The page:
Expressions of the form M : A above are called type assignments. A characteristic feature of type-assignment systems is that if M : A is provable then A is considered to be one of the types that can be assigned to M. However, a provable assignment does not preclude other types from becoming associated to the same term M, that is a type assignment does not fix the type of a term rigidly. Δ and Θ on the left-hand side of ⊢ are sets of type assignments to variables, and they are assumed to be consistent—meaning that no variable may be assigned two or more types.

Type assignment systems are often called Curry-style typing systems. Another way to type terms is by fixing a type for each term, in which case each term has exactly one type. Such calculi are called Church-style typing systems. Then, for example, the identity combinator I of type (AA → A)  →  AA → A is not the same as the identity combinator I of type ((B → B) → B)  →  (B → B) → B. The two styles of typing have quite a lot in common, but there are certain differences between them. In particular, no self-application is typable in a Church-style typing system, whereas some of those terms can be assigned a type in a Curry-style typing system. Curry-style typing systems proved very useful in establishing various properties of CL and λ-calculi. The Church-style typing, however, emulates the translation of a concrete functional program (without objects) more closely.

There is no 1–1 correspondence between types and combinators in either style of typing: not all combinators can be assigned a type, and some implicational formulas cannot be assigned to any combinatory term. A combinator that can be assigned a type is said to be typable, and a type that can be assigned to a combinator is said to be inhabited. For instance, M has no type, because an implicational formula is never identical to its own antecedent. On the other hand, ((A → B) → A) → A is not the type of any combinator in the type assignment system TACL. Despite (or, indeed, due to) the discrepancy between implicational formulas and combinatory terms, classes of implicational formulas that can be assigned to certain sets of combinatory terms coincide with some important logics.

Theorem. A → B is a theorem of J, the intuitionistic implicational logic iff M : A → B is a provable type assignment in TACL, where the term M is built from S and K, that is, M is a combinator.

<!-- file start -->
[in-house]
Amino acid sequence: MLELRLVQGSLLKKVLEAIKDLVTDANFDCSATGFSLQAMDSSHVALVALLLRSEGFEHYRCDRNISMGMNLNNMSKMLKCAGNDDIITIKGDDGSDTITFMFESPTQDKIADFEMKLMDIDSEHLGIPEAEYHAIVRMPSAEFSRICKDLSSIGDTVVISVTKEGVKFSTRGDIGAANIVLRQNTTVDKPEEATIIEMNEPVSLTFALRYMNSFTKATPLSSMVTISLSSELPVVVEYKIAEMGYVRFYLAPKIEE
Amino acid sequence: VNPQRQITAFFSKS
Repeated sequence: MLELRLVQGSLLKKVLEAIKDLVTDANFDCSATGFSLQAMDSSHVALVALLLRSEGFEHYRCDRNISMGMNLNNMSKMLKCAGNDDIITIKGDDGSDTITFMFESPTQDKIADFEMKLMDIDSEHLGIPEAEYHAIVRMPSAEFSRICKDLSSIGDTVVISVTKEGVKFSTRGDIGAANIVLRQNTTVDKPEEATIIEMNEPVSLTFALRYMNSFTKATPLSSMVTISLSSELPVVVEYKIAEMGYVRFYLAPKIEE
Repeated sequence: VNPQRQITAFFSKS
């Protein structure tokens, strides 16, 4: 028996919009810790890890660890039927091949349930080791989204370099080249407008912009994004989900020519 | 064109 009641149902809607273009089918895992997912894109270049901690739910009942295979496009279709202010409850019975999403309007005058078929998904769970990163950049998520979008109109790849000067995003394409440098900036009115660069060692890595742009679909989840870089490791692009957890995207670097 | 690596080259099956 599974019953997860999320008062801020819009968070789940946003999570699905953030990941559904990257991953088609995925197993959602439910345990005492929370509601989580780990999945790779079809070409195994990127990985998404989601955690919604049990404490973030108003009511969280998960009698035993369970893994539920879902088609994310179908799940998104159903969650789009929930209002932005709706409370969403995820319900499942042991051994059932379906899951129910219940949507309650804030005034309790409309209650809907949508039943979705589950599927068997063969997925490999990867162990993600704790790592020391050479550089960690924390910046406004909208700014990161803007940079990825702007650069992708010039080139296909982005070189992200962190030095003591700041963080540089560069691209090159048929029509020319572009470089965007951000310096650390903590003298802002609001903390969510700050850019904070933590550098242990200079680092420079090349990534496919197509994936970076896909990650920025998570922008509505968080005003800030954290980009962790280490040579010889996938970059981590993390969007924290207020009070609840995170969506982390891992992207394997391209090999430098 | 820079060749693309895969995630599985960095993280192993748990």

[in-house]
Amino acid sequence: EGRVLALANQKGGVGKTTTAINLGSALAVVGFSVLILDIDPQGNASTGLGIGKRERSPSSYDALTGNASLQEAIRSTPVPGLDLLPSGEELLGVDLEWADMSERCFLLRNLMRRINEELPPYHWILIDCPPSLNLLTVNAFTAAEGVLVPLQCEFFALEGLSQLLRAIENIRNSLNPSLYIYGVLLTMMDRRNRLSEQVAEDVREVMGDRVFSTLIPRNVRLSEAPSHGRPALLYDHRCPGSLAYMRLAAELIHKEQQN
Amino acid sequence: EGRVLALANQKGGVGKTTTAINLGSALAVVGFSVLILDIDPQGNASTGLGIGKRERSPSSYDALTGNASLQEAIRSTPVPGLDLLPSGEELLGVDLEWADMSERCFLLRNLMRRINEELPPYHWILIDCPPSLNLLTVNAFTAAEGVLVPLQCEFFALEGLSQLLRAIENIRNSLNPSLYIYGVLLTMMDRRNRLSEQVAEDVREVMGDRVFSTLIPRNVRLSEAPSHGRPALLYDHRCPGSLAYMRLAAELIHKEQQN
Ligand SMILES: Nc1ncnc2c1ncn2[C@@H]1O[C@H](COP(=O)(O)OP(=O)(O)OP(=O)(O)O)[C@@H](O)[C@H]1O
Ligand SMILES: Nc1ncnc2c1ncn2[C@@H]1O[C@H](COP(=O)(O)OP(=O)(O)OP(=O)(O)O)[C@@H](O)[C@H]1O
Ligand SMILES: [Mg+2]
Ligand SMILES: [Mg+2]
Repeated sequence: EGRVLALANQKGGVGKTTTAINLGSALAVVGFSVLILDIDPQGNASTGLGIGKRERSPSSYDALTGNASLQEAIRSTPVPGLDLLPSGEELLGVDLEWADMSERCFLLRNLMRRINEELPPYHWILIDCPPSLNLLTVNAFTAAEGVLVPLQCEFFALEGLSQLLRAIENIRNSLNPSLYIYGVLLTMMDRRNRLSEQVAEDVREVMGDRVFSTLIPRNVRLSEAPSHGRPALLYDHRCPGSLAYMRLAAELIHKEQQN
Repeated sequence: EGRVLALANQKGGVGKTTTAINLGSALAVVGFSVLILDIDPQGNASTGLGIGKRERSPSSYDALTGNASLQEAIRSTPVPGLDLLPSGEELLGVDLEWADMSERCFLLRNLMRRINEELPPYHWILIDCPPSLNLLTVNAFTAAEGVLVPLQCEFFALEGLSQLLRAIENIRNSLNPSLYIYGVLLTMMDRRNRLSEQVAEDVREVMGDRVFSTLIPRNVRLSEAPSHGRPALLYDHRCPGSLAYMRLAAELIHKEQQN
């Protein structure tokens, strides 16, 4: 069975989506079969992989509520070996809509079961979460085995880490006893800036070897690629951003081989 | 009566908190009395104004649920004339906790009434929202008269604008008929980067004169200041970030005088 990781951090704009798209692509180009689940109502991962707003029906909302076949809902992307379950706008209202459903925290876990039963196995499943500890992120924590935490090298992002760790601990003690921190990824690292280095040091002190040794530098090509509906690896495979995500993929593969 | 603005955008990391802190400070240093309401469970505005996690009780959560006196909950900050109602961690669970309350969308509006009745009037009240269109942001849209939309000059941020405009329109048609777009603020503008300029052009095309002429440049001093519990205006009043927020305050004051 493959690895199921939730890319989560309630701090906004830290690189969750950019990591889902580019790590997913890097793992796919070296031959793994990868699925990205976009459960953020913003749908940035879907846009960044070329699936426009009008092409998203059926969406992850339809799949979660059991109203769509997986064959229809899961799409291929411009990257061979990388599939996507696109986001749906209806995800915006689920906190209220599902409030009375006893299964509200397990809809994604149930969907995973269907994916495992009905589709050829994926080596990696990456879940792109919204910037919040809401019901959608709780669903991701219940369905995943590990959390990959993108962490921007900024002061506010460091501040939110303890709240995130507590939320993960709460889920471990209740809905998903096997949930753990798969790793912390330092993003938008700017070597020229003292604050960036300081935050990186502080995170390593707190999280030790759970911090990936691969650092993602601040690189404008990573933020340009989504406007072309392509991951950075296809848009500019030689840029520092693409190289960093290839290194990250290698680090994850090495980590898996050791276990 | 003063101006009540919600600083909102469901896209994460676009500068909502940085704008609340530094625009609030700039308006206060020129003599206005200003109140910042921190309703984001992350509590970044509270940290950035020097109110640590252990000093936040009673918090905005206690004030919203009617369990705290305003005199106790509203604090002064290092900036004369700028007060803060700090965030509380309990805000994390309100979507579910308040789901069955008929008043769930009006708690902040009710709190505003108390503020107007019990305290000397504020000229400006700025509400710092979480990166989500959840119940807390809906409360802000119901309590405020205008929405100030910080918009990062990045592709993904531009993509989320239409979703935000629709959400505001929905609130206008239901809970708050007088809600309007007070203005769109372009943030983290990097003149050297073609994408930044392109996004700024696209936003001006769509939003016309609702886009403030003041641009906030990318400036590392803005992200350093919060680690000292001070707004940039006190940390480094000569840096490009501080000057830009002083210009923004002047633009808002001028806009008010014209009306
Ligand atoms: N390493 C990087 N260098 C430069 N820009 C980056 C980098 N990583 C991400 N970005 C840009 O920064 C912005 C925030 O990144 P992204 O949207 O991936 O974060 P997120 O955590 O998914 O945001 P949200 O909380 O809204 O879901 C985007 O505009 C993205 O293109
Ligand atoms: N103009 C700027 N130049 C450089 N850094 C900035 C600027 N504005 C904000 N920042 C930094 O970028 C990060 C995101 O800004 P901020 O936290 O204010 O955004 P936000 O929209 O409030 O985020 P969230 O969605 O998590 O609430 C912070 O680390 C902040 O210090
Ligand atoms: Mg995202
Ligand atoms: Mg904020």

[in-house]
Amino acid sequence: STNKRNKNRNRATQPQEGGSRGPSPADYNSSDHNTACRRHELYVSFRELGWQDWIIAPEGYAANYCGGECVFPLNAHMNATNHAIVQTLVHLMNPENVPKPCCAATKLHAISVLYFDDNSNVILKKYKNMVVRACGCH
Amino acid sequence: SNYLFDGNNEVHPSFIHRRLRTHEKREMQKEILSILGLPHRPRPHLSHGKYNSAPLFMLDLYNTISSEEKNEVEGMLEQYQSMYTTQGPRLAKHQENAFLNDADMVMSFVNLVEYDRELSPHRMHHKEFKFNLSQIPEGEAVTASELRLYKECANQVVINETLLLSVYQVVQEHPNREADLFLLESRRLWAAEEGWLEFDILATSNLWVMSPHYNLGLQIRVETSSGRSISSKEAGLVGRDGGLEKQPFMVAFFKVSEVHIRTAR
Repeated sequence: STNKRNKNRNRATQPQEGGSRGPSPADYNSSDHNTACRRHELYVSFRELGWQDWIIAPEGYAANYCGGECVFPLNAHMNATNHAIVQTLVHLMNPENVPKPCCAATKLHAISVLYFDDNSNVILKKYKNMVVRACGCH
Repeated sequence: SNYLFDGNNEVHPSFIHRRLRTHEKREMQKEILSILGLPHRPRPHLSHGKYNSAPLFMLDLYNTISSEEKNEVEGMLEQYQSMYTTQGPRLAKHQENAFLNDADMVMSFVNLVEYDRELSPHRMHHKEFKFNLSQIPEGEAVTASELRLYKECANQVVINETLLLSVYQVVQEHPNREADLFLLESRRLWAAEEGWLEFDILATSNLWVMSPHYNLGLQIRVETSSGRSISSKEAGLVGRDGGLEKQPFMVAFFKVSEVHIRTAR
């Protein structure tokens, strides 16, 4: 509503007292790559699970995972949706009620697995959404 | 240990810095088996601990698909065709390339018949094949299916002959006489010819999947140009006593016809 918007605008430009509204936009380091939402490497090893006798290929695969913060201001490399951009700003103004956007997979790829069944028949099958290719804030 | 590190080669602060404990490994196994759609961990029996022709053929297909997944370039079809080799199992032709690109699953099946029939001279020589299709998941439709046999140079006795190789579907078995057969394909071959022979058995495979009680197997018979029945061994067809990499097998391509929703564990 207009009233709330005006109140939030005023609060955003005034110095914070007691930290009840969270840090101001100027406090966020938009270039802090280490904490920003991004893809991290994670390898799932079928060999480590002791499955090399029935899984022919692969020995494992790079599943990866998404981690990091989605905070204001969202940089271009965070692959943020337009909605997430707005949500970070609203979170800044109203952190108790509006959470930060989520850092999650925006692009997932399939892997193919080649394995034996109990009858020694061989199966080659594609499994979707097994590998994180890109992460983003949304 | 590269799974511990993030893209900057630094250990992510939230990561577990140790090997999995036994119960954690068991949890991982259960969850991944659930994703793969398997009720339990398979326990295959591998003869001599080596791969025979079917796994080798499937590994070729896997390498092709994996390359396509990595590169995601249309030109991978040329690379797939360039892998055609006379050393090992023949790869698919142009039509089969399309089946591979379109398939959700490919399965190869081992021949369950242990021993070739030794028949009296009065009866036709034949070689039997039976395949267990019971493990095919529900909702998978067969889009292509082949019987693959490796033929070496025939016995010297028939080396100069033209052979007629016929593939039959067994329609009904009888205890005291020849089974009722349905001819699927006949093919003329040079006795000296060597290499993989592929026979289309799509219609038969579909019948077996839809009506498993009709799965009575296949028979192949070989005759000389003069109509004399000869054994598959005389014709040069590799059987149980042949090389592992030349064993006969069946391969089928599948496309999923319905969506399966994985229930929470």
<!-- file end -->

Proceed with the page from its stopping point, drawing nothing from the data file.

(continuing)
A combinator that inhabits an implicational theorem encodes a proof of that theorem in the deduction system TACL. There is an algorithm to recover the formulas that constitute a proof of the type of the combinator, moreover, the algorithm produces a proof that is minimal and well-structured. The correspondence between implicational theorems of intuitionistic logic (and their proofs) and typable closed λ-terms (or combinators) is called the Curry–Howard isomorphism. The usual notion of a proof in a Hilbert-style axiomatic system is quite lax, but it can be tidied up to obtain the notion of traversing proofs. In a traversing proof there is a 1–1 correspondence between subterms of a combinator and the formulas in the traversing proof as well as between applications and detachments therein (cf. Bimbó 2007).

The above correspondence can be modified for other implicational logics and combinatory bases. The next theorem lists correspondences that obtain between the implicational fragments of the relevance logics R and T and some combinatory bases that are of interest in themselves.

Theorem. A → B is a theorem of R (or T) iff M : A → B is a provable type assignment where M is a combinator over { B, I, W, C } (or over { B, B′, I, S, S′ }).

The calculus TACL may be amended by adding axiom schemas for the combinators in the two bases. (The axiom schemas of the combinators that are not in these bases may be omitted from the calculus or simply may be neglected in proofs.) The new axioms are as follows.